Click on one of the buttons below to see the signaling pathways that are activated by members of either the type I or type II interferon families.
The type III interferon family consists of four proteins, IL-29/IFN-lambda 1, IL-28A/IFN-lambda 2, IL-28B/IFN-lambda 3, and IFN-lambda 4, which are distantly related to members of the IL-10 and type I IFN cytokine families. IL-29/IFN-lambda 1 is found only in humans and is 81% homologous to IL-28A/IFN-lambda 2 and IL-28B/IFN-lambda 3, which share 96% amino acid identity. IFN-lambda 4 was originally thought to be a pseudogene but it’s since been found that a dinucleotide frameshift variant can generate a functional IFN-lambda 4 protein. All type III IFNs bind to a receptor complex formed by the IL-28 R alpha/IFN-lambda R1 ligand-binding subunit and the IL-10 R beta accessory chain. Like type I IFNs, type III IFNs activate Jak1 and Tyk2, leading to the phosphorylation and activation of STAT1 and STAT2. Phosphorylated STAT1 and STAT2 associate with IRF9 to form the ISGF3 complex, which subsequently translocates to the nucleus and regulates the expression of ISGs. In addition, IFN-lambda proteins can also induce Jak2 phosphorylation and activate other STAT family proteins, as well as MAPK signaling pathways. Type III IFNs have similar anti-viral, anti-proliferative, apoptotic, and immunomodulatory effects as the type I IFNs and typically induce a subset of the target genes that are induced by the type I IFN-alpha and IFN-beta proteins. As IL-28 R alpha/IFN-lambda R1 is primarily expressed on epithelial cells, it has been proposed that the type III IFNs may have specifically evolved to provide anti-viral protection at epithelial surfaces.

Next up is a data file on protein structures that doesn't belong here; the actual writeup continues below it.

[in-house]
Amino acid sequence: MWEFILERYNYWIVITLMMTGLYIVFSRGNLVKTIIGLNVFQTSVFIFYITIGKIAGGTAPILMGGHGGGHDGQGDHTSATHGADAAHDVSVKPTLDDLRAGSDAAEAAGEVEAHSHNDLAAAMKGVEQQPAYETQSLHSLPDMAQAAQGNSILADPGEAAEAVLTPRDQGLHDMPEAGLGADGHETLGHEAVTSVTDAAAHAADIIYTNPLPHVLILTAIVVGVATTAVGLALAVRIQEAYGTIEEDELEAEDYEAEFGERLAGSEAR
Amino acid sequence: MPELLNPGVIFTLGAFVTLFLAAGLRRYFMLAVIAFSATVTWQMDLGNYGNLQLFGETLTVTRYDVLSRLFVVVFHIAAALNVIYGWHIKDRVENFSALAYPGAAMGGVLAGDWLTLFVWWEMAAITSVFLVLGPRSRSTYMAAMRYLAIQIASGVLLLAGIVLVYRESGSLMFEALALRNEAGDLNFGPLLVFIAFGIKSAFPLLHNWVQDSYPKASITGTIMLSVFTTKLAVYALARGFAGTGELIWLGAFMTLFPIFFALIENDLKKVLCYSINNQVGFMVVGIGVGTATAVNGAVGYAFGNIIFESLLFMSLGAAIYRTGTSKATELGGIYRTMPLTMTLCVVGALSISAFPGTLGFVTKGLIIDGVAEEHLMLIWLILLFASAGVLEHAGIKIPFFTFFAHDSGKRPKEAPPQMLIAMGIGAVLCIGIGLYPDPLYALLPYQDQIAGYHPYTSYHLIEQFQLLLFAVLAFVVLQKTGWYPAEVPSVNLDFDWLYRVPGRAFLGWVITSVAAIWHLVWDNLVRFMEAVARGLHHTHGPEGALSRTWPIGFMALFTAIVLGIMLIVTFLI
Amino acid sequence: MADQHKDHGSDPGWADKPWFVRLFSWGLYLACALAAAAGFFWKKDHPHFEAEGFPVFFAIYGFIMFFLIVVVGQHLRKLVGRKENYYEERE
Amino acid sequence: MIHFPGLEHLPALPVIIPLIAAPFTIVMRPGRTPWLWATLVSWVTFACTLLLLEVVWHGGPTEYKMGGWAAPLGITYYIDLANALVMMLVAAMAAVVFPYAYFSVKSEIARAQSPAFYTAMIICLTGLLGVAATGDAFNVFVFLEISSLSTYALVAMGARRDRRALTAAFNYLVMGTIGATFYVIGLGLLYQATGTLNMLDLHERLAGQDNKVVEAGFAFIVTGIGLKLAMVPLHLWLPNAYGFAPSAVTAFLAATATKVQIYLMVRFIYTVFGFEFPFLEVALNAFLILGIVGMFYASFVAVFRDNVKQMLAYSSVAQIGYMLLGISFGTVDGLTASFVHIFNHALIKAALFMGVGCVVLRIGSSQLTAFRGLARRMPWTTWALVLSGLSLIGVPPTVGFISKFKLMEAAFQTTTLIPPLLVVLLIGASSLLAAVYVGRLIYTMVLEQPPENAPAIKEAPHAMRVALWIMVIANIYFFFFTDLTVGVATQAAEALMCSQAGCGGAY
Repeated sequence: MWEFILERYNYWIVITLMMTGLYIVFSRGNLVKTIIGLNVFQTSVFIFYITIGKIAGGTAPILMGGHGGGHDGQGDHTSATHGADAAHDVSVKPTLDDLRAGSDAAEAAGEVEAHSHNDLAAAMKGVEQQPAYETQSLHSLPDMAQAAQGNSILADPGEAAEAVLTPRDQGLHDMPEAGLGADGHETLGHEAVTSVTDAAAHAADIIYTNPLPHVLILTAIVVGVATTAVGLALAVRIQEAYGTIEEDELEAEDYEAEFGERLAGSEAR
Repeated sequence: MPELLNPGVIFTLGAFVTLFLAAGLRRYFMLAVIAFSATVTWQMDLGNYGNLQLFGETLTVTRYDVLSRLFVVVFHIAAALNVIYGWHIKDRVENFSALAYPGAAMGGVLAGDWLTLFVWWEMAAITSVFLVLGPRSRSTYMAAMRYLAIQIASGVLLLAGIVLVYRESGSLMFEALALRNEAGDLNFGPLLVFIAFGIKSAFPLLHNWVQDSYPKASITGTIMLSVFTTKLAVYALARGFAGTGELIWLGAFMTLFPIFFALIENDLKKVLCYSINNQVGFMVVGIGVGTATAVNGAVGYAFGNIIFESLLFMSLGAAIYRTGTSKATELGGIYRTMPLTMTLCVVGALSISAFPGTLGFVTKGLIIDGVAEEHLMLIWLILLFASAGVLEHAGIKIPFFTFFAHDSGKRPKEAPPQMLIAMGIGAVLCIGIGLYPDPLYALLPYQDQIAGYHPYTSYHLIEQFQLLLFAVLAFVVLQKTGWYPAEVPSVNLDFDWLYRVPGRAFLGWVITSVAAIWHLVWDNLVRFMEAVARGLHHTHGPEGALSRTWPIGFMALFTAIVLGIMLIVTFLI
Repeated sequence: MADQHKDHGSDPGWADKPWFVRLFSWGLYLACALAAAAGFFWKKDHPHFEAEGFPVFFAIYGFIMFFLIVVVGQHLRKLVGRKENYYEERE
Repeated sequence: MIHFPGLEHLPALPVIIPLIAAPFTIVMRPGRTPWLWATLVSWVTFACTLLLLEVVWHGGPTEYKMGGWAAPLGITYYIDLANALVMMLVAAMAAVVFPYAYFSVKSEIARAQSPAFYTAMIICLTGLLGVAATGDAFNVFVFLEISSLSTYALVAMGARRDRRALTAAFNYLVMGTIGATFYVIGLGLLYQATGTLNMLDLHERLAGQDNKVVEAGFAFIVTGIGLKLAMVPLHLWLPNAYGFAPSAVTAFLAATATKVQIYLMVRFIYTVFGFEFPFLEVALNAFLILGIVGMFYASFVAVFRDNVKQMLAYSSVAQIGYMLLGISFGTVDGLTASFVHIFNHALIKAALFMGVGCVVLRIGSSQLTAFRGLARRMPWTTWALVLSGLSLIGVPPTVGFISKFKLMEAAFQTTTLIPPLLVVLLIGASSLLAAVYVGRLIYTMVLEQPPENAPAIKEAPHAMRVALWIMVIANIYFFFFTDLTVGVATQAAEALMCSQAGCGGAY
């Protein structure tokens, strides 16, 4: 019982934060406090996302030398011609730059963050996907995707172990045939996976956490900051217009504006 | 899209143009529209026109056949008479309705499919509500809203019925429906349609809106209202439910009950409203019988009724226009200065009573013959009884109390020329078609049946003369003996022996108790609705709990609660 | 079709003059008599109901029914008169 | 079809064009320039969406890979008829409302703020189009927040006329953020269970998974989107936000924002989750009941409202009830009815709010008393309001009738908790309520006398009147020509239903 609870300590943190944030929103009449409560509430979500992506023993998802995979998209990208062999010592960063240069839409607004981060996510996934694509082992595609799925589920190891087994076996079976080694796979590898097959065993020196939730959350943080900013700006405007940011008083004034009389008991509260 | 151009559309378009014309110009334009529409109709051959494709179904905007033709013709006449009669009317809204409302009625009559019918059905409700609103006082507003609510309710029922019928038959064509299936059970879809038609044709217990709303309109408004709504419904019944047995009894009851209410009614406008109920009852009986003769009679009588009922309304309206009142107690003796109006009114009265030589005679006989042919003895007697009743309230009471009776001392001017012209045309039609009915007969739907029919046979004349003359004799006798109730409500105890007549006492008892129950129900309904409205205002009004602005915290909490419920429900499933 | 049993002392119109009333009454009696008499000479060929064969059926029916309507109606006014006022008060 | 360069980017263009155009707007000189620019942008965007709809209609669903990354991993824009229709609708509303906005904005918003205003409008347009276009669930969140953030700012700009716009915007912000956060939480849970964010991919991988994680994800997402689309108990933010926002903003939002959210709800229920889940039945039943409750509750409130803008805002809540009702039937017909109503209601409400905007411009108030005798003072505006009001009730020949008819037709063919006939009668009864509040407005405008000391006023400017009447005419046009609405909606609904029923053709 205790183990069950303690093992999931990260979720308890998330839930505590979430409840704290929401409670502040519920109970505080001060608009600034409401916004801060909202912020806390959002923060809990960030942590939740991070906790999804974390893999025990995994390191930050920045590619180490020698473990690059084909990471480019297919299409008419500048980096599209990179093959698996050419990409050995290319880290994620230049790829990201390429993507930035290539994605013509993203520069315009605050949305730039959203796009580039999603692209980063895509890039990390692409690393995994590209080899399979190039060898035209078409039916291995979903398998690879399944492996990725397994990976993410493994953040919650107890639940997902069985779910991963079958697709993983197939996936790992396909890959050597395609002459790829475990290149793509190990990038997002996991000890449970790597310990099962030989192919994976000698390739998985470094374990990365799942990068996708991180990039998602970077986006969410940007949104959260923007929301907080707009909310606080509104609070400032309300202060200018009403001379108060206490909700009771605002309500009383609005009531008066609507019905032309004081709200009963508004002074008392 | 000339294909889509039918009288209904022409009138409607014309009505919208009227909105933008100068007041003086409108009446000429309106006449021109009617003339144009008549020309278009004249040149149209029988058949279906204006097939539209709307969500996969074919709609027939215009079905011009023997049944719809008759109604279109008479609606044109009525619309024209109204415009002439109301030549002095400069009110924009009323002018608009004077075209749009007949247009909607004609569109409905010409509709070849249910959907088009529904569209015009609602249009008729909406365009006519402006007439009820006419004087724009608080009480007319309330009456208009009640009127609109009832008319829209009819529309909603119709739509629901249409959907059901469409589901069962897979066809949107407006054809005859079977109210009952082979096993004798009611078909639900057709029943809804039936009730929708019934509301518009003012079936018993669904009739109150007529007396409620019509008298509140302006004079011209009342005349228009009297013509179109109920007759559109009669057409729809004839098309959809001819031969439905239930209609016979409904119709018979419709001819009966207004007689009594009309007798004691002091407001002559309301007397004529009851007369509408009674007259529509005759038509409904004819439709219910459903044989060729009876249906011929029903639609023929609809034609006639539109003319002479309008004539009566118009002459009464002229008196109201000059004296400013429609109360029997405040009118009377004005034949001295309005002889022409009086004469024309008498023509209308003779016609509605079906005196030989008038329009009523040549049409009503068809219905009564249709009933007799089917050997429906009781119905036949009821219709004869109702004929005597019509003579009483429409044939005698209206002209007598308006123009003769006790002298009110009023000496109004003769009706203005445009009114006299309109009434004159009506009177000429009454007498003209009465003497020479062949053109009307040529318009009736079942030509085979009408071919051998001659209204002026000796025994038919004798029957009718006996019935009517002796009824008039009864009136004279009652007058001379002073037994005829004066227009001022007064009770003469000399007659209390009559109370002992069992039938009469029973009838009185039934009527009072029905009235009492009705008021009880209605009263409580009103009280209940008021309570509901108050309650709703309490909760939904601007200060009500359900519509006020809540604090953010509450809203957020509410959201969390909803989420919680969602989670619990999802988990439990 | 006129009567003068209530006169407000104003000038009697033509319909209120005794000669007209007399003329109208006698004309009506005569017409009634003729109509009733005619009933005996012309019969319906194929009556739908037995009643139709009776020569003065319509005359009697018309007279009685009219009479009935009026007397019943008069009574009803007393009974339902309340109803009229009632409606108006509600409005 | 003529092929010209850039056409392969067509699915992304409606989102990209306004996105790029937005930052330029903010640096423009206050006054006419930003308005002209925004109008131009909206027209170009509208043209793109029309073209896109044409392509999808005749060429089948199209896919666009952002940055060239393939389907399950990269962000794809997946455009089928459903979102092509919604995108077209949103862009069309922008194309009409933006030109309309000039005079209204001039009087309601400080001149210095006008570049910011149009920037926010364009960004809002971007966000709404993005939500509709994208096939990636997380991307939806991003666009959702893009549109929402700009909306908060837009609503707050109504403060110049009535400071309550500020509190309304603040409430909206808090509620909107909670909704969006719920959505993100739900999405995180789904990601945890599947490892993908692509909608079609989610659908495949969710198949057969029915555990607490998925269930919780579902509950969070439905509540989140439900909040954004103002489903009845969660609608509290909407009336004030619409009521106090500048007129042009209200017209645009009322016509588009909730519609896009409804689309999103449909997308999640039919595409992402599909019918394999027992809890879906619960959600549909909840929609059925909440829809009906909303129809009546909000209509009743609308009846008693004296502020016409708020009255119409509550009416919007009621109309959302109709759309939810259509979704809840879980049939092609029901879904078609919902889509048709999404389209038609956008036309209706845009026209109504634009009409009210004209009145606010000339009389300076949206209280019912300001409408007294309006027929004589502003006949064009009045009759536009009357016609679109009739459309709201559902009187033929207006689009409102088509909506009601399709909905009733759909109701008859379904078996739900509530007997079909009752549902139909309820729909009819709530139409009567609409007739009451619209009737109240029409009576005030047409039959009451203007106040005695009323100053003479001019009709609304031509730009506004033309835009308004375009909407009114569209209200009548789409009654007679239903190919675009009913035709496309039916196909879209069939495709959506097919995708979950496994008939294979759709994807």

To learn more, please visit our IL-10/Interferon Family Research Area page